As to Michigan, has any school ever had such an esteemed reputation that has translated to so little for the state that supports it? In 50 years Detroit has gone from one of the largest and most prosperous cities to a dystopian ghost town. If Michigan is such a crack staff of geniuses, why haven’t they done squat to prepare or respond to this? The research triangle was hatched fifty years ago (with obvious results) so I’m not holding UM to some unheard of standard of performance.

    • Normaltown Mike

      first Paragraph, second sentence should read : OSU would do well in the SEC but they would NOT rack up year after year of dominance. [Oh the humanity.]

  6. sniffer


    Is it not true that each school determines it’s own entrance standards and minimums? I know the Jan Kemp issue changed the game at UGA. What is the truth about all this?

    • There are certain academic minimums established by the NCAA and the SEC which all member schools must comply with. Anything above those are at the discretion of the individual institution.

  7. NK_Knight

    To me, it should make you wonder why Georgia and Vandy are in the SEC. I think it shows you guys have more in common with Ohio State than you do with Alabama. Your coach and our coach cares about academics and what happens to the student…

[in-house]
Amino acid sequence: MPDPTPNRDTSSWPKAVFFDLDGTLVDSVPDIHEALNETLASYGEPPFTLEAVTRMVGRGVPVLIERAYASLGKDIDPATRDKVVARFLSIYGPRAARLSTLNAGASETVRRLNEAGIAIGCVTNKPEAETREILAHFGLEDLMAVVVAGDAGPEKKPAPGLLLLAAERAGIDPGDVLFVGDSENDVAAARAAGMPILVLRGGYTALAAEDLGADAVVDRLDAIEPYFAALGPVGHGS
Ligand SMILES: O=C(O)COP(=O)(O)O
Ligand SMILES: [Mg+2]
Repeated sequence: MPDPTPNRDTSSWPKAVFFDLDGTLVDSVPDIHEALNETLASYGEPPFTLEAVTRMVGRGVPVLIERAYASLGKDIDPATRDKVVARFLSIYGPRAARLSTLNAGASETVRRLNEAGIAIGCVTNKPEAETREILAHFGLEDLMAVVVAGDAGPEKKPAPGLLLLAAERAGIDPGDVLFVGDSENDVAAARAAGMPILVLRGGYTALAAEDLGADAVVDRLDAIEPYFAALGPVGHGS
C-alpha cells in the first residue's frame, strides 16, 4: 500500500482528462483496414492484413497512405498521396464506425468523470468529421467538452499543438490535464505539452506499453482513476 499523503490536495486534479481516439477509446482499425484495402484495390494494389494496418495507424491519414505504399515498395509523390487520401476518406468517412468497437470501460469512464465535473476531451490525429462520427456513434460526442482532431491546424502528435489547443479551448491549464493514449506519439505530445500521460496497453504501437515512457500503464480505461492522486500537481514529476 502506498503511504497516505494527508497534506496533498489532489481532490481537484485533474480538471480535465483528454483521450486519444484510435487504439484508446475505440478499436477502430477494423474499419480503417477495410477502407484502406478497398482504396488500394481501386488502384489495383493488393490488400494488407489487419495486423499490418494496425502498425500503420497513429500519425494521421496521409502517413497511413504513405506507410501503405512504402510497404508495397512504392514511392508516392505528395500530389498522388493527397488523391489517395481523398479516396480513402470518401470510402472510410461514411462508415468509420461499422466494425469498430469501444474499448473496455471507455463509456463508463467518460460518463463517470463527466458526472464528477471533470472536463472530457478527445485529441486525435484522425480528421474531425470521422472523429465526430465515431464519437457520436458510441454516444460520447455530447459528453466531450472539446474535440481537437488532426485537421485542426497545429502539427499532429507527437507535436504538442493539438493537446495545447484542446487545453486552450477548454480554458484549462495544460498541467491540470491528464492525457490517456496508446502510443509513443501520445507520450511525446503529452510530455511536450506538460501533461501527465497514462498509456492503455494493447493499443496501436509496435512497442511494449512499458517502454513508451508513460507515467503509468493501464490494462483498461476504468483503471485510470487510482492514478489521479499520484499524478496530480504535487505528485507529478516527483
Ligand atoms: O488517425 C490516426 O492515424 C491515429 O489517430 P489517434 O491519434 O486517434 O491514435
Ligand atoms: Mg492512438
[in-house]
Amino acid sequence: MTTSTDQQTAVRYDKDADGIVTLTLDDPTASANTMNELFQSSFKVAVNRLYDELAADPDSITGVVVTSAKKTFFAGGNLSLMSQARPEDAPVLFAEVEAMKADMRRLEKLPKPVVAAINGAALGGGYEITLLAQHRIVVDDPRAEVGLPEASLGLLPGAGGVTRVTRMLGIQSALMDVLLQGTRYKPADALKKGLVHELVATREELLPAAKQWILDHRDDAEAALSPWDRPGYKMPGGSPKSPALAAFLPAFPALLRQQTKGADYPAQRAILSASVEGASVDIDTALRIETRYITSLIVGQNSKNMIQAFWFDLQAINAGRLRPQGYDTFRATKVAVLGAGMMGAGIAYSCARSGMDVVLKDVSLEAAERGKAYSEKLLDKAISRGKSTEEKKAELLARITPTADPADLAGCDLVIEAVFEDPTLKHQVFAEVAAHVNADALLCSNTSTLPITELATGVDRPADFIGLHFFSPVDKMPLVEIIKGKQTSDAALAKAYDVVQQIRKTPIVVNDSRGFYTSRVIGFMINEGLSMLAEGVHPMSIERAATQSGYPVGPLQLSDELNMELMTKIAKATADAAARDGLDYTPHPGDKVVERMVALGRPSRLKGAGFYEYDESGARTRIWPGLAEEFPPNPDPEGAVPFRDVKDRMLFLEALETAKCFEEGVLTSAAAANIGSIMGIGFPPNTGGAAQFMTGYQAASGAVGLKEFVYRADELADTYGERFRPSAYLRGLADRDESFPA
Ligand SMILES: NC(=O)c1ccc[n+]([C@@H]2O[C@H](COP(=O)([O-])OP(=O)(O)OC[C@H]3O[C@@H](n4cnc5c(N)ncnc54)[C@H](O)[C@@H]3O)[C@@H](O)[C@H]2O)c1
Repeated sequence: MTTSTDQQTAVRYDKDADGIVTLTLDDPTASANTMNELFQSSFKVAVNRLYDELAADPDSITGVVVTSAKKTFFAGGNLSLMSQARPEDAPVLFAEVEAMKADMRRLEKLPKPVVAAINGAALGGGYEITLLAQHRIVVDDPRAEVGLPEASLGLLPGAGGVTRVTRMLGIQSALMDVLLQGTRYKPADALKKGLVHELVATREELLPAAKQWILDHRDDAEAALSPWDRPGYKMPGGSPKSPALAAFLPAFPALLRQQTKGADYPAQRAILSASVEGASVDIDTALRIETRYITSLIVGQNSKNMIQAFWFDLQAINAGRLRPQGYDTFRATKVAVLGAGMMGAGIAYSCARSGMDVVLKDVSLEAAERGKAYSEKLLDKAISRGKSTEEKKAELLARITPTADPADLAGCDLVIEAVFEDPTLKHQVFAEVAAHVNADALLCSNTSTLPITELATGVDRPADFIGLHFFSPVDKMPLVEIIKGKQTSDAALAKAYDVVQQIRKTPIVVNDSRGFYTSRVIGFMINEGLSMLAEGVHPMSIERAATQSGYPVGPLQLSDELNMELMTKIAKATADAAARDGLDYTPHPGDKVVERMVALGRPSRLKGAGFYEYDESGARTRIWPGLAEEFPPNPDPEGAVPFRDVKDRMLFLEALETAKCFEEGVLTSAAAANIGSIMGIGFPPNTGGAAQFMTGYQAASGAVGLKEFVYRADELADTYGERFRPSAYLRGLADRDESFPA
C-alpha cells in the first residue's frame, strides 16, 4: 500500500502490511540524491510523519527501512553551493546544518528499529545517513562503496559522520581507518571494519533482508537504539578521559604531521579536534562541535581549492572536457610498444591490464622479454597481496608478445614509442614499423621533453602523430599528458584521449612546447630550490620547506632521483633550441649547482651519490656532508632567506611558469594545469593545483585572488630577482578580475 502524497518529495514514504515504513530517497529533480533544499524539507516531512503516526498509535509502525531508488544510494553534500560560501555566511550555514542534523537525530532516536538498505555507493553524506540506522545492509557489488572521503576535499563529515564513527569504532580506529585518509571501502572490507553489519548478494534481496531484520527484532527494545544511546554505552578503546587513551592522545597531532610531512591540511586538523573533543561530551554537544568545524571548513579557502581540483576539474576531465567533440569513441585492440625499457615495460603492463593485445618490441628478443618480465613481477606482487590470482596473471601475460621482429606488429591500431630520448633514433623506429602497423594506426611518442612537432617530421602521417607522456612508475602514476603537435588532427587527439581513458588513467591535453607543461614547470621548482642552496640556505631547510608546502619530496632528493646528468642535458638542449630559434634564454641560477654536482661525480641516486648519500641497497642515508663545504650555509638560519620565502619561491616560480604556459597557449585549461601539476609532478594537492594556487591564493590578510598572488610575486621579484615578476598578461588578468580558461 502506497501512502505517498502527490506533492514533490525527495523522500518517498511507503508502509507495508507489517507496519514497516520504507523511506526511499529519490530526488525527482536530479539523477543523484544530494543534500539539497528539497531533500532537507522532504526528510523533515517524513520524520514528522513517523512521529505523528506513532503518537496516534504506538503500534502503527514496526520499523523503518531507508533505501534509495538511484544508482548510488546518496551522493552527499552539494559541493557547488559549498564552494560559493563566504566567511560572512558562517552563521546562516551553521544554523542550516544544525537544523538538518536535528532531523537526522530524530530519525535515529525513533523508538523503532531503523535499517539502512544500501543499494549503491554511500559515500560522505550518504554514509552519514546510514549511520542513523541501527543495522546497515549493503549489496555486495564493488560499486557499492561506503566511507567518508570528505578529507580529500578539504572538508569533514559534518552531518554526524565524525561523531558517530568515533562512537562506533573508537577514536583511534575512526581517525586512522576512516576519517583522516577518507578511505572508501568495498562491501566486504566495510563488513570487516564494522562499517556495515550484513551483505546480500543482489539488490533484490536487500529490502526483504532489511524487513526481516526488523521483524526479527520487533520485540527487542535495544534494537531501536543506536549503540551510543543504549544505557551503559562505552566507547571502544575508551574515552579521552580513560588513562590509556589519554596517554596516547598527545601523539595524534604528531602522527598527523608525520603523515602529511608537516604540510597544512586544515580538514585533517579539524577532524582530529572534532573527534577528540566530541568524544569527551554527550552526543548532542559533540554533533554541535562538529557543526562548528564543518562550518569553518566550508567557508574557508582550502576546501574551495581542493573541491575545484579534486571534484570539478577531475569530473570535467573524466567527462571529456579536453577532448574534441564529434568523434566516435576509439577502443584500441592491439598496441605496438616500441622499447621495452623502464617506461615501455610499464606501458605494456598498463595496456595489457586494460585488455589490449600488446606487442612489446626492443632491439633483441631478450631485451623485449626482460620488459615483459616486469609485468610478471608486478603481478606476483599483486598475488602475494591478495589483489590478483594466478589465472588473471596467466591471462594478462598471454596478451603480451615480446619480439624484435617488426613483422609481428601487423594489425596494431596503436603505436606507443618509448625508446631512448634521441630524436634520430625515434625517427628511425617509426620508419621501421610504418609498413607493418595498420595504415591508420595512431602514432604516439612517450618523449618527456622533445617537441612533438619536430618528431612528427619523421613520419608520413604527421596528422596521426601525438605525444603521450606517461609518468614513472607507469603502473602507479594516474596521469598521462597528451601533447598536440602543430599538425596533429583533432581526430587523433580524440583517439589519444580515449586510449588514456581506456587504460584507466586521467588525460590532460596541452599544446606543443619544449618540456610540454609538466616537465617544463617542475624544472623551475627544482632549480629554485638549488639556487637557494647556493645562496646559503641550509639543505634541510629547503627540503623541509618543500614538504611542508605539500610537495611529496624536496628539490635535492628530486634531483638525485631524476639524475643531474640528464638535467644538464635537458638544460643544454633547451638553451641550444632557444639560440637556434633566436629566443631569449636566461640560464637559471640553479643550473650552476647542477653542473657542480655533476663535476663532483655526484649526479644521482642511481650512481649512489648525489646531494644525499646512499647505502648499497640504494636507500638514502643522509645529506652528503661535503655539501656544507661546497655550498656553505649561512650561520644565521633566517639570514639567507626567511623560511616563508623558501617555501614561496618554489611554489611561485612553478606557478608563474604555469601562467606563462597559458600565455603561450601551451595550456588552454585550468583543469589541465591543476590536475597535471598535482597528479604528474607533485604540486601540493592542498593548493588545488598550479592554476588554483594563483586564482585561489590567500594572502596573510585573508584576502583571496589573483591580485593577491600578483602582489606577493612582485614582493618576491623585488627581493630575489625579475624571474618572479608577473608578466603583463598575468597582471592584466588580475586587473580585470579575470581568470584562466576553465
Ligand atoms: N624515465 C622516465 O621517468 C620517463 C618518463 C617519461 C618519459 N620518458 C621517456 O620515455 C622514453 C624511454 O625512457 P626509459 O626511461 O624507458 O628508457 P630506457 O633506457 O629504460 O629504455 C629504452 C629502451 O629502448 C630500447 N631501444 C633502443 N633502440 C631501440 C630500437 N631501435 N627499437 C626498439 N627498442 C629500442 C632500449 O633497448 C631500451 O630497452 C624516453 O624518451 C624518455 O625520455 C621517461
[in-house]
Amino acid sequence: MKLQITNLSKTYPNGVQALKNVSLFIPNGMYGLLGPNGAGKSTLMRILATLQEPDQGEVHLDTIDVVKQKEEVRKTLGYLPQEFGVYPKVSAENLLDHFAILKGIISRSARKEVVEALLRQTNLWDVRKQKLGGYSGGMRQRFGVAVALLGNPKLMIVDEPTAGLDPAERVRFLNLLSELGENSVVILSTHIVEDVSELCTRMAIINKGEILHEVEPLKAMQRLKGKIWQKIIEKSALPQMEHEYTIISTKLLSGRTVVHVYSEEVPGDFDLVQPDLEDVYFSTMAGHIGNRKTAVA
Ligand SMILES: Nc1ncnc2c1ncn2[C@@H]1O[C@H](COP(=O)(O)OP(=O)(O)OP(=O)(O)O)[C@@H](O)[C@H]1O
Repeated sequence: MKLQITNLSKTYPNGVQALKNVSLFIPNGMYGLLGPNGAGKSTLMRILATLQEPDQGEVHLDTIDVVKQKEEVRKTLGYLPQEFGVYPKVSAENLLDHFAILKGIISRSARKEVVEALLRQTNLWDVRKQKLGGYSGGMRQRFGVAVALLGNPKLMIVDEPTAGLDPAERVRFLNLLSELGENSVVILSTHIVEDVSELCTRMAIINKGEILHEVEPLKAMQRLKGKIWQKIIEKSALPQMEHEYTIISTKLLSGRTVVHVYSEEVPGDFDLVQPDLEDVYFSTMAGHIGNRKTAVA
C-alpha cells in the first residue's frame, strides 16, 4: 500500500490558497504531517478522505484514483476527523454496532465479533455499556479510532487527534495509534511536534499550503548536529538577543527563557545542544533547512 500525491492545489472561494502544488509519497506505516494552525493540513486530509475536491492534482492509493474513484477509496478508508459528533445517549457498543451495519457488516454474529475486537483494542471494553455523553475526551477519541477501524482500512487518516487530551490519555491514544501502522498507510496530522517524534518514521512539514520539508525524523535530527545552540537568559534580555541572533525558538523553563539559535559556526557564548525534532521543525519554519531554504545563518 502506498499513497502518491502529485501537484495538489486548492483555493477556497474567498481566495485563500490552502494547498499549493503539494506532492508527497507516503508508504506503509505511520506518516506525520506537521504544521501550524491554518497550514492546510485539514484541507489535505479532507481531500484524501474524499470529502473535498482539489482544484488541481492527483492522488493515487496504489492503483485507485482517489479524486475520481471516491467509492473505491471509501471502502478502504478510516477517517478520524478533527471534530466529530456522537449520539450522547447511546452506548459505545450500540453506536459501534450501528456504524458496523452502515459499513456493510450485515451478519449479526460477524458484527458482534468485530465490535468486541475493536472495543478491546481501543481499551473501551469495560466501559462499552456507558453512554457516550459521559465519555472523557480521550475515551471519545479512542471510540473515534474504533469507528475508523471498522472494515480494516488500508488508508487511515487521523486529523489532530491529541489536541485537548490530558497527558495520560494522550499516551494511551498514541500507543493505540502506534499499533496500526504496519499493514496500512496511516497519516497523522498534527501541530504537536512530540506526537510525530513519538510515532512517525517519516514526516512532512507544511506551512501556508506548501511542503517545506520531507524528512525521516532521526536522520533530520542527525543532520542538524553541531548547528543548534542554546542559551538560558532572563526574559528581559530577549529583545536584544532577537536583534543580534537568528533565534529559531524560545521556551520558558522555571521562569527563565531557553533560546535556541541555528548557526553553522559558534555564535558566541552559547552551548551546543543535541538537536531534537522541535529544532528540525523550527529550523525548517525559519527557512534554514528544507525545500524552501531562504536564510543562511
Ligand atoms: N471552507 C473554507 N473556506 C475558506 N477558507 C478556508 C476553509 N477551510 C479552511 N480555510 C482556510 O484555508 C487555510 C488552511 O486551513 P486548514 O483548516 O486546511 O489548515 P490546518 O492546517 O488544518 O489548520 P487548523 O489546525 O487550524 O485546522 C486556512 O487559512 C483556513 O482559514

• Normaltown Mike

      It should be noted Florida is in the same cabal.

      Some (Texas Dawg?) would recommend UGA, UF & Vandy leave the SEC to form a new conference with like minded skools.

      • Texas_Dawg

        I’d love to see Georgia, Florida, and Vanderbilt join the Big 10.

        I’m not an SEC fan. I’m a University of Georgia fan. Having UGA affiliated with superior academic institutions would be a great thing.

  8. Paul

    What sort of order did they choose to list the schools in that chart? It’s not alphabetical, rank in any of the columns, division, etc. Not sure why it’s bothering me but it just seems arbitrary and makes it difficult to find what you’re looking for.

  9. Slaw Dawg

    The “they’re dumber and have lower academic standards” principle underlying the article reflects a general attitude about the South that seems held by many (certainly not all) non-Southerners. A good friend of mine from Wisconsin once remarked that part of the special ethos of the Rose Bowl’s Big 10 v. Pac 10 tradition was that it pitted conferences with strong academic schools vs one another. However, when we then went through the exercise of listing the top non Ivy League schools in the nation, and we both placed a number of schools from the old Confederate states on the list (esp. among best public universities), he agreed his original premise was badly shaken. I, on the other hand, had to agree that certain institutions within the SEC would always be a drag on our conference’s average academic rating. I think this reflects a general reality: Southerners are better educated than many non-Southerners believe; but, a region with 7 of the 10 states having the lowest HS graduation rates (6 of which are SEC states, with our beloved GA dead last at 54%) has more than an image problem!